Starring Samuel Fuller, Jim Jarmusch
Directed by Mika Kaurismäki
Expectations: Moderately high.
Tigrero: A Film That Was Never Made is a gift to Sam Fuller fans, and not of much interest to those that aren’t. It chronicles the 1993 journey of Sam Fuller and Jim Jarmusch to the jungles of Brazil to find the Karajá people who Sam Fuller met and filmed in the mid-1950s. He was sent there by Darryl F. Zanuck to scout for a film called Tigrero, which was to star John Wayne, but ultimately the picture was scrapped due to the insurance costs being too high. Fuller, frustrated with the bullshit involved with getting the picture off the ground with the studio, threw himself into his work on the screenplay for Run of the Arrow.
If I was more focused with these Sam Fuller reviews, maybe I’d have done this in order after House of Bamboo, which was when Fuller initially went to Brazil. Oh well, them’s the breaks! The work on the unfilmed movie Tigrero accounts for the lack of a Fuller film in 1956, but he made up for it big time with three releases in 1957! Some of the footage he filmed for Tigrero ultimately found its way into Shock Corridor as the dream sequences, but other than that it would seem that the experience was a waste of his time.
Except that Fuller wasn’t the kind of man to think that way, instead the short time he spent in the jungle with the Karajá villagers stuck with him over the years and he often thought of returning. The early ’90s were a good time for Fuller, as many of the up-and-coming filmmakers were big fans and became friends with him. Through the work of Fuller’s wife, Christa, and director Mika Kaurismäki, they got the idea off the ground, and soon Fuller and Jarmusch were setting off into the jungle. Fuller hoped to find the people he once met, to show them the footage of their relatives, and hopefully they would remember him being there.
All of Fuller’s desires do indeed come true, as even through the language barriers, some of the villagers recognize him and his trademark cigars. Even more interesting, though, are the people who don’t specifically remember him, but remember the people on the film that have since died. One man is spiritually moved upon seeing his father, telling Fuller later that watching the footage made it feel like, “He was alive again.”
Fuller seems very at ease and happy to be there, interacting with the natives, while Jarmusch is definitely a lot more detached. This works to the film’s advantage as it creates something of a conflict between the old and the new, but even though Jarmusch is clearly taking the experience in and learning from Fuller, he does come off as the disinterested ’90s dude more than a few times. I’m sure it was all much more affecting than the camera shows, but I can only comment on the film itself.
Now since this is subtitled “A Film That Was Never Made,” they do delve into what Tigrero the ’50s film was to be. It would’ve opened in traditional slam-bang Fuller style, depicting a brutal circle of life in the animal kingdom. A white bird lands on the surface of a river. A crocodile slowly swims over and grabs the bird in its mouth. Soon after, another croc comes and fights the first for the bird. While that’s happening, the camera follows the spread of the blood in the water to a school of piranhas, who then swim over and devour the crocodiles, leaving only their bones in their wake. Finally, a white bird swoops in, snags a piranha out of the water, and a gigantic TIGRERO comes on-screen. Now that’s how you open a fucking movie! I have no idea how Fuller meant to achieve all of that in one shot, but it would’ve been incredible!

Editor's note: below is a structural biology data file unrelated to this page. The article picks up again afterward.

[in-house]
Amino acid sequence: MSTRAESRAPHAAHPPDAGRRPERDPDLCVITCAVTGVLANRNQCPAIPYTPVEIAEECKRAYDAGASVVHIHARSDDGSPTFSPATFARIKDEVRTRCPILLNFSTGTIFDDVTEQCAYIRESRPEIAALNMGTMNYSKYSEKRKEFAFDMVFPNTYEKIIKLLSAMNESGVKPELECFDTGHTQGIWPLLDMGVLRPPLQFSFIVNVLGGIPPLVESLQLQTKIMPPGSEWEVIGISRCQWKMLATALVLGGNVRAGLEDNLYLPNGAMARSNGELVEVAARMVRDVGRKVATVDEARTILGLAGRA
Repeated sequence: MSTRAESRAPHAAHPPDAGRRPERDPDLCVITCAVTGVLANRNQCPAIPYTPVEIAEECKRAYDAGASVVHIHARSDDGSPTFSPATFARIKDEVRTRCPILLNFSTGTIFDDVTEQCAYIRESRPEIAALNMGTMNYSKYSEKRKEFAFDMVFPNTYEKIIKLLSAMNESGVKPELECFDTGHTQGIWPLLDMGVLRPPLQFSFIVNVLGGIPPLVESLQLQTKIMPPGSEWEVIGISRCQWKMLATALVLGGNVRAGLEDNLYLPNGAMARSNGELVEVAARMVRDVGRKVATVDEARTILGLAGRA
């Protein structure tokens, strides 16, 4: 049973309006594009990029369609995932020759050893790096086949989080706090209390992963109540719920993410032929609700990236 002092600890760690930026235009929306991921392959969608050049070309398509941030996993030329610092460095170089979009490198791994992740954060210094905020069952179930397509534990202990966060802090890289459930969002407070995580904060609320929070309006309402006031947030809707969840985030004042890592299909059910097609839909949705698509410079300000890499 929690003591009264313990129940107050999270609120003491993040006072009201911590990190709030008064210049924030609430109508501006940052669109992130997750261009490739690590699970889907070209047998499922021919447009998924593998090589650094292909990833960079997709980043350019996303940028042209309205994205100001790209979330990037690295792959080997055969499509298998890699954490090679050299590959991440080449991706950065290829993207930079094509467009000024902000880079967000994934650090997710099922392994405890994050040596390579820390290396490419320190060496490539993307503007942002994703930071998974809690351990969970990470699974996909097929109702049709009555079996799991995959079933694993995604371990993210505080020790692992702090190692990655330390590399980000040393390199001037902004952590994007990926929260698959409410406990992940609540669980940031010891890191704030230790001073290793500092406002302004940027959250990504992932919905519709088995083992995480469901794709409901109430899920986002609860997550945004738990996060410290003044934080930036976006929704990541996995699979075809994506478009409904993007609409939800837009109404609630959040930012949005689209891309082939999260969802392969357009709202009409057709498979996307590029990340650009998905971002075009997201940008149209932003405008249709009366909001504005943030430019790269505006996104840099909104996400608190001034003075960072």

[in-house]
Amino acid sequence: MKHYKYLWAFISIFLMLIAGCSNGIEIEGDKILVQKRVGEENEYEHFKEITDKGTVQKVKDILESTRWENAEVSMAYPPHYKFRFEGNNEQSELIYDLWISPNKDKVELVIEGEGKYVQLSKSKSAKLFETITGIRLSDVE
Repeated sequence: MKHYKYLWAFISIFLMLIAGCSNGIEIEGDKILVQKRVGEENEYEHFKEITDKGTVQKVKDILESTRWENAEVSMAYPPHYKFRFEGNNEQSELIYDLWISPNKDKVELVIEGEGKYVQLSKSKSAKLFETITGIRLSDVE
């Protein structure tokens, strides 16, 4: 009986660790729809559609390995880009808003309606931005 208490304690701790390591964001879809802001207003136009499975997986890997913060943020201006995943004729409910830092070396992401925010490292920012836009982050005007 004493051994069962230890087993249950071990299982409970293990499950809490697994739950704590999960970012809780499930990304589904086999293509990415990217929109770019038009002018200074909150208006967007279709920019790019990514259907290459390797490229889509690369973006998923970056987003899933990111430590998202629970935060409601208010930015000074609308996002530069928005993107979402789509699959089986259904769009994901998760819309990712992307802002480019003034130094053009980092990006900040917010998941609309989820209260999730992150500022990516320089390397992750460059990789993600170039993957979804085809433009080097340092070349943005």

Fuller delves into the plot a bit as well, relating the yarn he came up with while visiting the Karajá people. There are slight shades of China Gate within this tale, so I’m sure he took what he could from the failed script to bolster his latest creation. Anyway, Tigrero sounds like it would’ve been a stellar piece of work, especially if it were actually shot on location in Brazil like intended. In the 1950s, location shooting was something of a rarity (although it was definitely gaining favor), and Fuller’s insight on why it was better struck a real chord with me. He states in the film that directors that shot on location, especially if they had also written the script, would always adjust their movie to be more accurate to the reality they saw. True realism can never come from a faraway Hollywood screenwriting office, and Fuller always knew this.
It’s this adherence and dedication to always providing the most real experience he could that always enthralls me and lifts his films above others from the period. It’s hard for me to go back to the traditional ’50s filmmaking styles after delving deep into Fuller’s uncompromising worlds. This isn’t to say that Fuller’s films were hyper-realistic tales stripped free of all fiction. In fact, many of his stories are very melodramatic and over the top, but each one of his films is laced with a reality that is undeniable. Especially in his war pictures, where small details give something he filmed in the ’50s more in common with a film from the ’90s. Fuller was always true to the world he experienced around him, dispelling bullshit whenever he could.
It’s a shame Tigrero never got made, but if it had I’m sure it would’ve sent his career into a different spiral and we might never have gotten the later films that we did. This is always an interesting principle to consider, the “what might have been if…” question that crops up often in humanity. We can only accept what has happened and move forward, much like Fuller did after the demise of Tigrero. This Tigrero isn’t a particularly great documentary, but for Fuller fans it is absolutely essential.
I couldn’t find a trailer, but here’s a part of the intro.